An Incomplete Picture of the Humanitarian Crisis in the Lake Chad Region

The broader context of the humanitarian crisis in the Lake Chad region, particularly in Borno State in the northeast of Nigeria, remains largely unknown to a Western audience, and in the media coverage it is mostly the stories about Boko Haram’s atrocities that are being told.

Fleeing the Boko Haram. Nigerians on the shores of Lake Chad. Photo: EC/ECHO/Anouk Delafortrie. CC-BY via Flickr

This was also the focus at the donor conference held in Oslo on February 24. Everybody condemned the jihadist group Boko Haram. But the decision-makers gathered in the cold Norwegian winter, worlds away from the heat of the Sahel’s dry season, made no mention of the share of responsibility of the anti-terrorism coalition formed by the armed forces of Nigeria, Chad, Niger, and Cameroon.

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Playing Chinese Whispers with a Megaphone

These days, a press conference at the White House is cringe TV. President Trump greeting world leaders may leave unfortunate viewers squirming in front of the screen. It’s an experience simultaneously entertaining and unpleasant.

“When the American president takes someone by the hand, he looks more like someone trying to shake off a piece of chewing gum stuck between his fingers than someone greeting another person”.  Giphy

One thing that already has generated countless internet memes and analyses among the Twitterati is Trump’s handshake. When the American president takes someone by the hand, he looks more like someone trying to shake off a piece of chewing gum stuck between his fingers than someone greeting another person.

After trying to wring the hand off his Supreme Court nominee, Neil Gorsuch, and later squeezing the life out of the hand extended by Japanese prime minister Shinzo Abe, Trump suddenly refused to shake Angela Merkel’s hand during her visit to the Oval office. The press were calling for a handshake. Merkel was left puzzled and somewhat perplexed when she realized that the American president had no plans even to look in her direction. It could have been a Monty Python sketch, but these days it’s life imitating art.Read More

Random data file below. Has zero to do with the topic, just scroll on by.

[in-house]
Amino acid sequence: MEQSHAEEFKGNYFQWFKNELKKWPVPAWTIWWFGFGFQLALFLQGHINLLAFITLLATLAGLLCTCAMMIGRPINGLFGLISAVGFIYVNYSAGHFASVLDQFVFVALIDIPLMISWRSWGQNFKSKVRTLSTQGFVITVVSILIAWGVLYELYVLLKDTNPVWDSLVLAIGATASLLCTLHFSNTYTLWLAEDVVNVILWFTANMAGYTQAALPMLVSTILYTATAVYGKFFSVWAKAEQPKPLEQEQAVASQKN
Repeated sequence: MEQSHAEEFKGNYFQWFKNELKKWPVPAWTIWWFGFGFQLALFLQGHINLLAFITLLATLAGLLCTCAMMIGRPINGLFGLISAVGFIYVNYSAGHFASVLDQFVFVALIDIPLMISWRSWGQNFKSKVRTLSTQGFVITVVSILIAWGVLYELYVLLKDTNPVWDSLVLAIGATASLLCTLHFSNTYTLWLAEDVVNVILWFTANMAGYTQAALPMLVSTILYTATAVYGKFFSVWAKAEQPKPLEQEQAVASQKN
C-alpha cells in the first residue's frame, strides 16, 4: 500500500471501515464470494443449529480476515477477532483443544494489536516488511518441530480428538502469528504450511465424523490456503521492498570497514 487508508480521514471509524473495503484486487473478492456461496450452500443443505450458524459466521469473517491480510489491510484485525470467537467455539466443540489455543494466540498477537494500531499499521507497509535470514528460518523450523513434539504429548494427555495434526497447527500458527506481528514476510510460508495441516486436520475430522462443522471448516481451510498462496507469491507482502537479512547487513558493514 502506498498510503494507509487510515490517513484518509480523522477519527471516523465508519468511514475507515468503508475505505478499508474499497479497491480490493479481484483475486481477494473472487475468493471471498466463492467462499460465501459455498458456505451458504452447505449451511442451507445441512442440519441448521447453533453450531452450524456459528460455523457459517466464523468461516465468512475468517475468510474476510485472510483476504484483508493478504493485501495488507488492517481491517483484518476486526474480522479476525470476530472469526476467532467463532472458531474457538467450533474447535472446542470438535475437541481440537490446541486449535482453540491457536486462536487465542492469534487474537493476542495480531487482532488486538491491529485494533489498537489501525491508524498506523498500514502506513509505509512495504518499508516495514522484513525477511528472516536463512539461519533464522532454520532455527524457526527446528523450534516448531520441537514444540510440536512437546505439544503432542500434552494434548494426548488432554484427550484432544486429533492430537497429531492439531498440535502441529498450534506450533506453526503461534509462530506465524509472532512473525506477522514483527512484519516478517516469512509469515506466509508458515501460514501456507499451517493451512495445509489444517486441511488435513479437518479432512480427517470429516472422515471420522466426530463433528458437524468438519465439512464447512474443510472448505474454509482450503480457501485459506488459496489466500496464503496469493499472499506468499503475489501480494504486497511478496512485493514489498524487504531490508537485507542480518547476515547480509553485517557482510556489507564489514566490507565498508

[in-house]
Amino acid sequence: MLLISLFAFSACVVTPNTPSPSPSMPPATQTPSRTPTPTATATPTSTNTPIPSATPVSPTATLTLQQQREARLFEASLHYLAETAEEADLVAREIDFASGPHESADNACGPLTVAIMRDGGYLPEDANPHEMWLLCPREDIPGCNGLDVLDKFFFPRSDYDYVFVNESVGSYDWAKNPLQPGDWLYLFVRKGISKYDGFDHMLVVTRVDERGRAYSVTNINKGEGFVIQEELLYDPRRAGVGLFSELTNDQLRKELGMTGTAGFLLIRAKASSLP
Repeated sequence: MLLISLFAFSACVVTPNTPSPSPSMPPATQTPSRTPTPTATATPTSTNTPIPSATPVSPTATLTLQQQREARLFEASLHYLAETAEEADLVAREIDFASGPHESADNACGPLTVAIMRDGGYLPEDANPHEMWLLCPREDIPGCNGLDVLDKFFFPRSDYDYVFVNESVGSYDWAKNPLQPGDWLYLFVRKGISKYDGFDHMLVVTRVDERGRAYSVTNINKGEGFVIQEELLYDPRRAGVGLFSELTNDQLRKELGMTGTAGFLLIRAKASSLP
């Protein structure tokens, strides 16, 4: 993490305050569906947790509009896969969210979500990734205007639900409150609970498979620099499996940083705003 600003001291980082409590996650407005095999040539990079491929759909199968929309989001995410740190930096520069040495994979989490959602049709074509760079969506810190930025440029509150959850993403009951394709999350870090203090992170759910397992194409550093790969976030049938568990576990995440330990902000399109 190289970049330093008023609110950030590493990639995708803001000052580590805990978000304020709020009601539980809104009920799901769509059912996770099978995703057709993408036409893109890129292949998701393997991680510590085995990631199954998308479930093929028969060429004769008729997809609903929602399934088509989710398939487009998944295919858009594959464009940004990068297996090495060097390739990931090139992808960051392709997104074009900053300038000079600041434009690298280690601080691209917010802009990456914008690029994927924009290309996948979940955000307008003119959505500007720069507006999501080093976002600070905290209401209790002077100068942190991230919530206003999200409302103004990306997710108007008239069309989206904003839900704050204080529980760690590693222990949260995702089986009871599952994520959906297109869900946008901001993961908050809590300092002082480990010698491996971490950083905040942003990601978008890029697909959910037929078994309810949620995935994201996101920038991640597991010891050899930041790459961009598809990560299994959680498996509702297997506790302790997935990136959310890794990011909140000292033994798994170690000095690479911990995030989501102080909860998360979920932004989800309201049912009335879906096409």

This Week in South Sudan – Week 12

Tuesday 21 Mars Hervé Ladsous, the outgoing UN Under-Secretary-General for Peacekeeping Operations, expects the first units of the regional protection force to deploy to Juba within the next few weeks. The Government of South Sudan (GoSS) has rejected the participation of RPF troops from countries outside the region. SPLA (IO) has reportedly abducted four oil… Read more »

Democratise or disintegrate: how the AU can help South Sudan

The excerpt below is from a recently published report by Amanda Lucey and Liezelle Kumalo at the Institute for Security Studies (ISS). It is part of a broader project called ‘Enhancing African responses to peacebuilding’ by three partner organisations – ISS, the Peace Research Institute Oslo (PRIO) and New York University’s Center on International Cooperation (CIC)…. Read more »

Trump and Threats to Truth, Democracy and Peace

Stein Tønnesson delivered this year’s The Fjord Memorial Lecture  at Inland Norway University of Applied Sciences, Lillehammer. The lecture discusses Trump’s team of advisors, calls for fighting the increasing use of lies in political campaigning, sees Trump’s election as having weakened democracy worldwide, and perceives a major risk to world peace. Tønnesson ends the lecture with four scenarios for how Trump’s foreign policy may develop: chaos, status quo, lucky bargaining, or war.

Mr Fjord is a fictional character in a novel written by Norwegian author Dag Solstad. Mr Fjord was taught source criticism at the University but was persuaded to leave the path of truth when he became a member of a Marxist-Leninist movement. While Mr Fjord is a fictional character, Trump, who also has problems differentiating between truth and lies, actually exists. A similar character to Mr Fjord is the teacher Pedersen (Gymnaslærer Pedersen), here played by Kristoffer Joner.

Oh Mr Fjord, – it feels strange that you’re fictional while Donald Trump is real. You, the trainee reporter at the Norwegian local newspaper The Dawn [Dagningen]; the history student who learned how to practice source criticism and became a lecturer here at Lillehammer University College; who were converted to Marxism-Leninism, underwent self-proletarization and became a worker at Mesna Cardboard Factory; and ended up as a dad with a lawnmower; you seem almost like an old acquaintance. But in fact you’re a fictional character in Dag Solstad‘s Novel 1987.